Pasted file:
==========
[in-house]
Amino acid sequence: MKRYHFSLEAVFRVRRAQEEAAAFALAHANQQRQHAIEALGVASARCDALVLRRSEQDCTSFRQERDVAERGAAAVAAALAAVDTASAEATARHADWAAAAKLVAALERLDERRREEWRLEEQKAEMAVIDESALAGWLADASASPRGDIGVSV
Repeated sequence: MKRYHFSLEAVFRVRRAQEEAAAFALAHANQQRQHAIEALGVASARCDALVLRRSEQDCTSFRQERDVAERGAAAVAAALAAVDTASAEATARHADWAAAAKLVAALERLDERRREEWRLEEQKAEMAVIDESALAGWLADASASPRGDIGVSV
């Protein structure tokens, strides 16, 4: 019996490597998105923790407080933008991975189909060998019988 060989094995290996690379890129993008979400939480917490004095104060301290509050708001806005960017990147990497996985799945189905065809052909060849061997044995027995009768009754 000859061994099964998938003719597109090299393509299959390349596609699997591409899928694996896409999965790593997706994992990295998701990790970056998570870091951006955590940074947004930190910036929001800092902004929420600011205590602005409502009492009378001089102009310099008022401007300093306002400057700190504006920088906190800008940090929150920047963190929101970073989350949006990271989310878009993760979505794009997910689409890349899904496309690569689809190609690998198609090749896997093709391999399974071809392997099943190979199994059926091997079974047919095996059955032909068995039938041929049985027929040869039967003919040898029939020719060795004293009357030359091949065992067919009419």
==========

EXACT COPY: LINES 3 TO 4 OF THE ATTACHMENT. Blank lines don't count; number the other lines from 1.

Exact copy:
Repeated sequence: MKRYHFSLEAVFRVRRAQEEAAAFALAHANQQRQHAIEALGVASARCDALVLRRSEQDCTSFRQERDVAERGAAAVAAALAAVDTASAEATARHADWAAAAKLVAALERLDERRREEWRLEEQKAEMAVIDESALAGWLADASASPRGDIGVSV
């Protein structure tokens, strides 16, 4: 019996490597998105923790407080933008991975189909060998019988 060989094995290996690379890129993008979400939480917490004095104060301290509050708001806005960017990147990497996985799945189905065809052909060849061997044995027995009768009754 000859061994099964998938003719597109090299393509299959390349596609699997591409899928694996896409999965790593997706994992990295998701990790970056998570870091951006955590940074947004930190910036929001800092902004929420600011205590602005409502009492009378001089102009310099008022401007300093306002400057700190504006920088906190800008940090929150920047963190929101970073989350949006990271989310878009993760979505794009997910689409890349899904496309690569689809190609690998198609090749896997093709391999399974071809392997099943190979199994059926091997079974047919095996059955032909068995039938041929049985027929040869039967003919040898029939020719060795004293009357030359091949065992067919009419």